If you hear a fan running on high- it's most likely because a sensor is damaged. The default condition when a heat sensor malfunctions is to run the fan at maximum in order to prevent further damage to heat sensitive components like the CPU. Examining the board under a magnifying glass might find or point out corrosion or burned components. You may need to examine both sides of the board.
So the problem is probably not the fan, but a sensor. Sometimes you have to run AHT 2 or 3 times in a row to get useful results... especially if it's an intermittent, or, overheating problem (if the unit isn't hot then the problem won't occur). If it tosses out an error the complete text of the error usually indicates which sensor has failed. So maybe you only need to replace a sensor.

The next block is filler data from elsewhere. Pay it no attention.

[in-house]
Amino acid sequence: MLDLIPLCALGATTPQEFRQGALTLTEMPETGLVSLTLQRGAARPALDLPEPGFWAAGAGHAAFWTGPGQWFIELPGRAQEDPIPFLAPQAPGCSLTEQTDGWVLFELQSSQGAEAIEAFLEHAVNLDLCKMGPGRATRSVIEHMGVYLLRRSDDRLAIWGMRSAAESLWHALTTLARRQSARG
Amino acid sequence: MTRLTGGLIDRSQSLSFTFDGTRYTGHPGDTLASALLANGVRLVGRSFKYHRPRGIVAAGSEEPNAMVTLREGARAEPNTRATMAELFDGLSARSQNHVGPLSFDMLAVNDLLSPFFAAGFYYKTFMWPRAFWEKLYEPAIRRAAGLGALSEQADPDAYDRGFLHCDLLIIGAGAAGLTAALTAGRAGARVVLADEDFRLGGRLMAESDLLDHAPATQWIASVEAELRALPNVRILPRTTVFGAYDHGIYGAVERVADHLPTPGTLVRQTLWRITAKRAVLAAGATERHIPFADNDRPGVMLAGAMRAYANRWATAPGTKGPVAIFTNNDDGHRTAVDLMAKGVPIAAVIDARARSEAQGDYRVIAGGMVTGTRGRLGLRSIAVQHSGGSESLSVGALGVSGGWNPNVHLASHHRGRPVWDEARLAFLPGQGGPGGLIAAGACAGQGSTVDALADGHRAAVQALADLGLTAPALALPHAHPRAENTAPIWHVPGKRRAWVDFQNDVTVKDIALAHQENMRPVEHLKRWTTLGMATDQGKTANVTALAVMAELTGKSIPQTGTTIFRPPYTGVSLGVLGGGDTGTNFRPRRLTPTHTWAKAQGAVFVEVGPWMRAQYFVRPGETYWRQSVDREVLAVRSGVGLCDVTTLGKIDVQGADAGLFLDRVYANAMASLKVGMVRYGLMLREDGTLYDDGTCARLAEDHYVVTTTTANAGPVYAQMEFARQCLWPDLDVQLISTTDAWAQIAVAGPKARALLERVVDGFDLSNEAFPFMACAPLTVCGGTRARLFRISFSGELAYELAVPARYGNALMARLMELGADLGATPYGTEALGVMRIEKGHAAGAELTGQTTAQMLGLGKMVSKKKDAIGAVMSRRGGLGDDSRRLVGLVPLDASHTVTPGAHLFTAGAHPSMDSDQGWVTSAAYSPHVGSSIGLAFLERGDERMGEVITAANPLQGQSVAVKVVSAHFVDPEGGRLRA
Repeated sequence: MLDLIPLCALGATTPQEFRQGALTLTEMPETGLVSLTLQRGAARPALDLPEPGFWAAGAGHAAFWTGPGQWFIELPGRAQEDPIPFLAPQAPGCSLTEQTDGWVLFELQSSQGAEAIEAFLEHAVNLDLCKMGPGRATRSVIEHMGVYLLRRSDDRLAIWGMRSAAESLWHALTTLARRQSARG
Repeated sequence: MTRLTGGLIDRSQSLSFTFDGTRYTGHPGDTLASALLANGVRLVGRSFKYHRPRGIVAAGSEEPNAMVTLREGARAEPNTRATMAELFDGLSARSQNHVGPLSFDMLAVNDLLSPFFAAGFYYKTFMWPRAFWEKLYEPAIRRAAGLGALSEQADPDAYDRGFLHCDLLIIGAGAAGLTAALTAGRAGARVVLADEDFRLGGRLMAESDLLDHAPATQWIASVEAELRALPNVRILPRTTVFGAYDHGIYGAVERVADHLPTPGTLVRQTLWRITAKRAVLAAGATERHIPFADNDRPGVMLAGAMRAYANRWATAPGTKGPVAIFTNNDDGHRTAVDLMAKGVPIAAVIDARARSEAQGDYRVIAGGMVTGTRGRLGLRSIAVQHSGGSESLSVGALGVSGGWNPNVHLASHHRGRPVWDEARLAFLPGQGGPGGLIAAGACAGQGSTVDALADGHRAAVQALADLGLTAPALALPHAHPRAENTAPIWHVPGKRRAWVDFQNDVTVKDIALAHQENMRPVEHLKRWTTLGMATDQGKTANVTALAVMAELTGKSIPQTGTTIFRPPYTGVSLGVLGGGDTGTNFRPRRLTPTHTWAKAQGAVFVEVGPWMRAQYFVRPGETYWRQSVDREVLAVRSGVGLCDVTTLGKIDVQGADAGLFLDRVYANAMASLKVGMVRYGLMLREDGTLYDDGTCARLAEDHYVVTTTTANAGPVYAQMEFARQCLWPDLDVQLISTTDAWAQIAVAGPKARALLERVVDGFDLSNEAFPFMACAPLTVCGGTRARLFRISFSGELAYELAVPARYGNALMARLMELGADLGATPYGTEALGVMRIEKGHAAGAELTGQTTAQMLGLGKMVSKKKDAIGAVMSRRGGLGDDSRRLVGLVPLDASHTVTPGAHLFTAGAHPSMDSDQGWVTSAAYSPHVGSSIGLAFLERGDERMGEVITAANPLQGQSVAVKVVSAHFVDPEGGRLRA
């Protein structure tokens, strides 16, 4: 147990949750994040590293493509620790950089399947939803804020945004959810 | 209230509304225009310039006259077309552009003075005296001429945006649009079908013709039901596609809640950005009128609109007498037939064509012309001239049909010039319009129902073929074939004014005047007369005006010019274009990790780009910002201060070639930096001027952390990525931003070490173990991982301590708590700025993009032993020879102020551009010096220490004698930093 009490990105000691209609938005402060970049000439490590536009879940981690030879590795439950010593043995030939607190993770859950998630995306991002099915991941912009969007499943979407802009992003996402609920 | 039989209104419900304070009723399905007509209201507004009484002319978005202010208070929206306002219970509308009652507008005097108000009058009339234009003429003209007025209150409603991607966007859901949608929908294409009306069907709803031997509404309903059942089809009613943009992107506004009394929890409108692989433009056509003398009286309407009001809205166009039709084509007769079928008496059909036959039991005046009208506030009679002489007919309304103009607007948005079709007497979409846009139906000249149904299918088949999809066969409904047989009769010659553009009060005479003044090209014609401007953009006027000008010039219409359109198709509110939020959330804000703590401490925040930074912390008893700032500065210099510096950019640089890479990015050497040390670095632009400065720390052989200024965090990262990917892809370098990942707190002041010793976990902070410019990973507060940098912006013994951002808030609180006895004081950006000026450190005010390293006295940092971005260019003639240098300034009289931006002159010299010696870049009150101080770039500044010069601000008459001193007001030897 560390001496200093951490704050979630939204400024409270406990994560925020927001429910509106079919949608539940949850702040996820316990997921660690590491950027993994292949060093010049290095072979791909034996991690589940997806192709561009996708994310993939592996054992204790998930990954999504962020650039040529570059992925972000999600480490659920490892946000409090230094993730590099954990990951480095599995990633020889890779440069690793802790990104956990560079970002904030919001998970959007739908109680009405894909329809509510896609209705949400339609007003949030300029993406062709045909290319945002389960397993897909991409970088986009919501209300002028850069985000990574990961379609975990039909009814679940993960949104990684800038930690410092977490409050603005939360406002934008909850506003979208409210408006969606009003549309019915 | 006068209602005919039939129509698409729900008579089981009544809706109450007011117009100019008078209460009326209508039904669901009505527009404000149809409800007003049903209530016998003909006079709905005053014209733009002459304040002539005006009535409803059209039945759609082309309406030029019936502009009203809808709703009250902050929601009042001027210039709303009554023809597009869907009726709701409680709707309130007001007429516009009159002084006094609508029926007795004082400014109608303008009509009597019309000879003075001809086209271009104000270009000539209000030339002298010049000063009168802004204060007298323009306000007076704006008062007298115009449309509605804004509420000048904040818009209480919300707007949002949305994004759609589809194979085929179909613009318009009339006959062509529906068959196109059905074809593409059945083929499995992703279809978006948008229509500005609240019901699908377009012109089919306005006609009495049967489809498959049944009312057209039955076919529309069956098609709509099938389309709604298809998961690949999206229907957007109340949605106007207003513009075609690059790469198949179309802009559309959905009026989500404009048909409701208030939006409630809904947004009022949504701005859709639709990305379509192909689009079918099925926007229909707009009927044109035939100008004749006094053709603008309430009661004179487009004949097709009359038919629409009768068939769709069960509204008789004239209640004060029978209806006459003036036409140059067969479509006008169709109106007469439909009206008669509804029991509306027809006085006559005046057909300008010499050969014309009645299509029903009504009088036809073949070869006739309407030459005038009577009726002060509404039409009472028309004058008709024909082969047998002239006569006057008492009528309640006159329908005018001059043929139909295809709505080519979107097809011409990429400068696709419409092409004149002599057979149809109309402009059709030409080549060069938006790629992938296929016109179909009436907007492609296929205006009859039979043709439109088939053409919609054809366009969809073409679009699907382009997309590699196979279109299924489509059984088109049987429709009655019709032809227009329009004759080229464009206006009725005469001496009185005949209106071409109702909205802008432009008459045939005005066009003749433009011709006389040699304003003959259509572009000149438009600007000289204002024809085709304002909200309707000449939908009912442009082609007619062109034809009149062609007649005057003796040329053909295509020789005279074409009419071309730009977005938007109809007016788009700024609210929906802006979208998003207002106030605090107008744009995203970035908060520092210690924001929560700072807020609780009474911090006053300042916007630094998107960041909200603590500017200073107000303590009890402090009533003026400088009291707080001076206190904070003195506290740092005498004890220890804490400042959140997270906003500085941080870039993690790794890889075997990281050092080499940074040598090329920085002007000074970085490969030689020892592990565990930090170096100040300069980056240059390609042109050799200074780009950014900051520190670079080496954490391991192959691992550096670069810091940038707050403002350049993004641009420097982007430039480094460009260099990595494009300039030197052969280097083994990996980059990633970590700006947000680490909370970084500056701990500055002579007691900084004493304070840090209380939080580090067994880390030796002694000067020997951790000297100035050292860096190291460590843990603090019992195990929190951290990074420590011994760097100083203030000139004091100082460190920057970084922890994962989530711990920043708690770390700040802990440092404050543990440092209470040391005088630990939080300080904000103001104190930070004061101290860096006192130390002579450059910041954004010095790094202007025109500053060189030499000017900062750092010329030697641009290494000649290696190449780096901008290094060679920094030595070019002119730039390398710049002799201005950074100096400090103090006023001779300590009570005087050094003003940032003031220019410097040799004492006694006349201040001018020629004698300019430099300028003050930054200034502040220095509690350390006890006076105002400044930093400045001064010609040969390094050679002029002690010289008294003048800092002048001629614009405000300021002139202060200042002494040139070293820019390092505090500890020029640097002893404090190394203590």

At this point, with the machine not working, you have little to lose and much to gain... you just have to decide how to spend your money. In decreasing order of cost:
A liquid spill is not a covered claim under Apple care - try asking for a depot repair (that's the best price Apple repair).
You might try a local shop that is Apple Certified and see what they wold charge.
If you have good reading comprehension skills you could try to do the logic board replacement
yourself. Study the guide - before you begin, especially directions/cautions about disconnecting cables etc. Most problems and damage come from someone tearing a connector off the board because they didn't unlock it, or, pulled in the wrong direction or way.
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